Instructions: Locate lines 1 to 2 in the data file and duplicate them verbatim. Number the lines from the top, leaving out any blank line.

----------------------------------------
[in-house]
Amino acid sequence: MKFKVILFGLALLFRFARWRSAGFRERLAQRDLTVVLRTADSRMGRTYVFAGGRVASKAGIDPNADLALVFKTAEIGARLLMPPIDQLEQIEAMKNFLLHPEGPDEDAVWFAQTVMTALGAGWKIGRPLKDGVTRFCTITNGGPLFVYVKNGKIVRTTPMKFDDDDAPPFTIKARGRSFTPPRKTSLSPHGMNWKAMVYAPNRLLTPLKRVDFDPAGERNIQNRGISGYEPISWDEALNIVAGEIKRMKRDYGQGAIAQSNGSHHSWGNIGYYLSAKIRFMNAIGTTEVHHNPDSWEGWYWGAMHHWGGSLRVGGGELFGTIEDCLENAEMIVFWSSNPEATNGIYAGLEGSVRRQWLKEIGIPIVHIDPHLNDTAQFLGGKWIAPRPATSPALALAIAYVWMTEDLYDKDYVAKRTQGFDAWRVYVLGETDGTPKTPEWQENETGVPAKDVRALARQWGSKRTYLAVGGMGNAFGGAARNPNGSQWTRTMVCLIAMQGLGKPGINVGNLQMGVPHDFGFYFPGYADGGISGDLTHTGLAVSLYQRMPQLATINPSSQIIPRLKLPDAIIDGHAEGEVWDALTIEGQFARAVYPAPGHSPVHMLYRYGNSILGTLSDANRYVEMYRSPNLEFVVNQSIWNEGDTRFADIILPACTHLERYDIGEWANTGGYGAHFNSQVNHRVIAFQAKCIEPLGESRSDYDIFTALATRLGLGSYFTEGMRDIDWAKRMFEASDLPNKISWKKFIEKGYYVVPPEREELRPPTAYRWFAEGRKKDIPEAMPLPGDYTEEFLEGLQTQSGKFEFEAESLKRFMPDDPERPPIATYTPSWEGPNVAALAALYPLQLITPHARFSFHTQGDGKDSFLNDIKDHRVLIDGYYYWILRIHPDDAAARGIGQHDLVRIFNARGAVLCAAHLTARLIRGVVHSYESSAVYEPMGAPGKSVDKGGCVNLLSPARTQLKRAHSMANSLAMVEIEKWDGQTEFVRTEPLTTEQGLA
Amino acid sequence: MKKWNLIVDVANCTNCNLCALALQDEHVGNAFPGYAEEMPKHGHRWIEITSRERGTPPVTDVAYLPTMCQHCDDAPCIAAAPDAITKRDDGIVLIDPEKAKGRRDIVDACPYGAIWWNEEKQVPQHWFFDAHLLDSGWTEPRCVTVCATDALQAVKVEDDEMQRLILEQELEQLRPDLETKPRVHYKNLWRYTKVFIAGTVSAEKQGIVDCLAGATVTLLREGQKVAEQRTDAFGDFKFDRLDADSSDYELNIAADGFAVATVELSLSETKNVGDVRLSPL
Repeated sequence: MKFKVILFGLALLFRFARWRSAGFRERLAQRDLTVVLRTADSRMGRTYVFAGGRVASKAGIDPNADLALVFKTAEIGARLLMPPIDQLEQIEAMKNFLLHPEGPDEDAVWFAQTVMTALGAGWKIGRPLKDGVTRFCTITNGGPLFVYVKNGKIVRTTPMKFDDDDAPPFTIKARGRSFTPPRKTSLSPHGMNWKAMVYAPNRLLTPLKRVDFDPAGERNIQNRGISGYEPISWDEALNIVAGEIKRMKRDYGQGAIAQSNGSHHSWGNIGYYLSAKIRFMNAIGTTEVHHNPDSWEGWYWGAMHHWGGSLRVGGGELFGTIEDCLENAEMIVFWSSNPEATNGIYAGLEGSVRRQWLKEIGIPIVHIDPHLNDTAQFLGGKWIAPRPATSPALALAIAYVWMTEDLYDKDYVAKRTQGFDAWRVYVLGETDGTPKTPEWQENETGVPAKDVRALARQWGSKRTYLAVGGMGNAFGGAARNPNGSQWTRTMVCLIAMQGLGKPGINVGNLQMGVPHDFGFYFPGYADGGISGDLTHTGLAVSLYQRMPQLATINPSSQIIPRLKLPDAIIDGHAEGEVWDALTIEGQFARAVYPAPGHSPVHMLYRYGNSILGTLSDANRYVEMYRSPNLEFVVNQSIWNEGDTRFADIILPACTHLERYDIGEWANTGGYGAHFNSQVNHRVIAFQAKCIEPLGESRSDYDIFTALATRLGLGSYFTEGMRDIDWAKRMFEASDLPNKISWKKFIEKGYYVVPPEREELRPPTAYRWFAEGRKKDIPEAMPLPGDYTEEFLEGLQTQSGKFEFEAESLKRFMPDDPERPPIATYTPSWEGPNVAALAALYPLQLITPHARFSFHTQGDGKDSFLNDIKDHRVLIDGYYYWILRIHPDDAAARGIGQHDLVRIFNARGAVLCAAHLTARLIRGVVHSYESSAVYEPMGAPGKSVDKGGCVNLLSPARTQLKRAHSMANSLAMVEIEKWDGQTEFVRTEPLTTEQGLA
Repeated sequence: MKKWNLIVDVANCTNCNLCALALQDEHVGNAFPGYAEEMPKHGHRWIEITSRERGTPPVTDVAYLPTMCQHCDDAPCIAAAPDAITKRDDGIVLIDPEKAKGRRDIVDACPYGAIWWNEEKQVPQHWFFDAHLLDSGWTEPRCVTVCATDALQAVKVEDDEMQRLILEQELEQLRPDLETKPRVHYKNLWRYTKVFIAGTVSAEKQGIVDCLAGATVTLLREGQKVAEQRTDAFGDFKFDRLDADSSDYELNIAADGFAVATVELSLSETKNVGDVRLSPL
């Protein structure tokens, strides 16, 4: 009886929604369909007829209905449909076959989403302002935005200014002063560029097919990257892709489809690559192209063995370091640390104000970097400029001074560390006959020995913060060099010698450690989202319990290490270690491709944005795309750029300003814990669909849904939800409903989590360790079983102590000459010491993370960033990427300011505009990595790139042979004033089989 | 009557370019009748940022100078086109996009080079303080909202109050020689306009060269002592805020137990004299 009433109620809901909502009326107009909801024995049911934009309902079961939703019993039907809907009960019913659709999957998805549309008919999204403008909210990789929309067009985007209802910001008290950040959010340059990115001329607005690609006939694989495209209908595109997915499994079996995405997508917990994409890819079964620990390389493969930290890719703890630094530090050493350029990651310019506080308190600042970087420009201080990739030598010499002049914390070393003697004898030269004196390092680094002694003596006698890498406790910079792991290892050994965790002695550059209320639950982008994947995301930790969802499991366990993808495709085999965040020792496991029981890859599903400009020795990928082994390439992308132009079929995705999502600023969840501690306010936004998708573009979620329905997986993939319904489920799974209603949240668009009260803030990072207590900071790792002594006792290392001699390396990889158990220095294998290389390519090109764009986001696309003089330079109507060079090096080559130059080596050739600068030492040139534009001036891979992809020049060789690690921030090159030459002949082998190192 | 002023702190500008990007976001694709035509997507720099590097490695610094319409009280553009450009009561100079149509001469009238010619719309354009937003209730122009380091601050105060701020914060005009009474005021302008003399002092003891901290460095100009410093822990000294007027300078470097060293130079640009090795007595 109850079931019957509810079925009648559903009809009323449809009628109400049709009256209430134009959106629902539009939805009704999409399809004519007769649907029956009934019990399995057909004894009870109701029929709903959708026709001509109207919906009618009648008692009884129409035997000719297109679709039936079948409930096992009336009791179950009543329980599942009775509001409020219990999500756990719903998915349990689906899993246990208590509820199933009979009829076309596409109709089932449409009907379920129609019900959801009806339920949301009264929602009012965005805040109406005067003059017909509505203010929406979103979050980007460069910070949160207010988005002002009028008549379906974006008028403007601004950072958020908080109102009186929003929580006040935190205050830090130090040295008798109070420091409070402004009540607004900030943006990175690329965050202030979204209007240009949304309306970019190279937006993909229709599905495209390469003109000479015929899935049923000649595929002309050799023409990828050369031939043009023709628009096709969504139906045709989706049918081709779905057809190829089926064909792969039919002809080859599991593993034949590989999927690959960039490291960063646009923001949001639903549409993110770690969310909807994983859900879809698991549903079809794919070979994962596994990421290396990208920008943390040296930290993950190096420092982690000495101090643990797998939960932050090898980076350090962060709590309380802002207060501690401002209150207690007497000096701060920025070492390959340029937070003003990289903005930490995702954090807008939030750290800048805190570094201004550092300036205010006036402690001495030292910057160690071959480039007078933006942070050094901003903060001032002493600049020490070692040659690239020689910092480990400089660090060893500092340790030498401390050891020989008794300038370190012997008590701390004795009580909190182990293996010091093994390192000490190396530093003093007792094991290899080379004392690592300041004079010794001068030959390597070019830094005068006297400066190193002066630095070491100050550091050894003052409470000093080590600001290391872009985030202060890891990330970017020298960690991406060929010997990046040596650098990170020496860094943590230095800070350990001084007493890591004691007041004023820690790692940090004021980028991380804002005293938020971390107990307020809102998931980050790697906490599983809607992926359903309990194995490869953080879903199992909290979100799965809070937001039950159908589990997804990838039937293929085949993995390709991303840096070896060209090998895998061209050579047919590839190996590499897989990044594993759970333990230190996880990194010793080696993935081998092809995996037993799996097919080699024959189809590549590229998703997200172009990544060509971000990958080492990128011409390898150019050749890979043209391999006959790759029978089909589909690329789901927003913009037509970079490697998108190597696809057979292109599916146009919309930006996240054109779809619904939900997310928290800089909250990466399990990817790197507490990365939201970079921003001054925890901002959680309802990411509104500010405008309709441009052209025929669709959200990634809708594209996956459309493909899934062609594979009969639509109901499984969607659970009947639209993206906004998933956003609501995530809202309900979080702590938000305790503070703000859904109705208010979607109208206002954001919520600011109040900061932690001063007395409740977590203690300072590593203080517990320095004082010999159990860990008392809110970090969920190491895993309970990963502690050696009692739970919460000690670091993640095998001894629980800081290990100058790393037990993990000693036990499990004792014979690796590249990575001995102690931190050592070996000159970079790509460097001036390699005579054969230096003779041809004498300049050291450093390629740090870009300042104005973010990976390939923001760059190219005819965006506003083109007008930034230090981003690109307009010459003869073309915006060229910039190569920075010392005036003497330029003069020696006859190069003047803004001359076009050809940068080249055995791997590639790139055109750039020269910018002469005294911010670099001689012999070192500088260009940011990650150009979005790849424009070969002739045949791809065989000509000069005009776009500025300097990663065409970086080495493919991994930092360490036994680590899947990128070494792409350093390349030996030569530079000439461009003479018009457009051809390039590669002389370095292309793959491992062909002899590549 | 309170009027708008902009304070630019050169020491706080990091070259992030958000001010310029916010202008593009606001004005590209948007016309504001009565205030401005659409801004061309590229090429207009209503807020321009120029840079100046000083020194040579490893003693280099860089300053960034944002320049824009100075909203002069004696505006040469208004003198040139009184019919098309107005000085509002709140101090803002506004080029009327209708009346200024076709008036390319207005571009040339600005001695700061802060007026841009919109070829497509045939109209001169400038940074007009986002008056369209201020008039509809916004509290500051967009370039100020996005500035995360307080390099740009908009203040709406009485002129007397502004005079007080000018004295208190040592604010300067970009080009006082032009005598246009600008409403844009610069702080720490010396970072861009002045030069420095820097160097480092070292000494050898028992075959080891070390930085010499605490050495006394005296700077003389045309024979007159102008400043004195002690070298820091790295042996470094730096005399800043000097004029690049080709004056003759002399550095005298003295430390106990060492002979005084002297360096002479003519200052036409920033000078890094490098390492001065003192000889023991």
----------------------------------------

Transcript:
[in-house]
Amino acid sequence: MKFKVILFGLALLFRFARWRSAGFRERLAQRDLTVVLRTADSRMGRTYVFAGGRVASKAGIDPNADLALVFKTAEIGARLLMPPIDQLEQIEAMKNFLLHPEGPDEDAVWFAQTVMTALGAGWKIGRPLKDGVTRFCTITNGGPLFVYVKNGKIVRTTPMKFDDDDAPPFTIKARGRSFTPPRKTSLSPHGMNWKAMVYAPNRLLTPLKRVDFDPAGERNIQNRGISGYEPISWDEALNIVAGEIKRMKRDYGQGAIAQSNGSHHSWGNIGYYLSAKIRFMNAIGTTEVHHNPDSWEGWYWGAMHHWGGSLRVGGGELFGTIEDCLENAEMIVFWSSNPEATNGIYAGLEGSVRRQWLKEIGIPIVHIDPHLNDTAQFLGGKWIAPRPATSPALALAIAYVWMTEDLYDKDYVAKRTQGFDAWRVYVLGETDGTPKTPEWQENETGVPAKDVRALARQWGSKRTYLAVGGMGNAFGGAARNPNGSQWTRTMVCLIAMQGLGKPGINVGNLQMGVPHDFGFYFPGYADGGISGDLTHTGLAVSLYQRMPQLATINPSSQIIPRLKLPDAIIDGHAEGEVWDALTIEGQFARAVYPAPGHSPVHMLYRYGNSILGTLSDANRYVEMYRSPNLEFVVNQSIWNEGDTRFADIILPACTHLERYDIGEWANTGGYGAHFNSQVNHRVIAFQAKCIEPLGESRSDYDIFTALATRLGLGSYFTEGMRDIDWAKRMFEASDLPNKISWKKFIEKGYYVVPPEREELRPPTAYRWFAEGRKKDIPEAMPLPGDYTEEFLEGLQTQSGKFEFEAESLKRFMPDDPERPPIATYTPSWEGPNVAALAALYPLQLITPHARFSFHTQGDGKDSFLNDIKDHRVLIDGYYYWILRIHPDDAAARGIGQHDLVRIFNARGAVLCAAHLTARLIRGVVHSYESSAVYEPMGAPGKSVDKGGCVNLLSPARTQLKRAHSMANSLAMVEIEKWDGQTEFVRTEPLTTEQGLA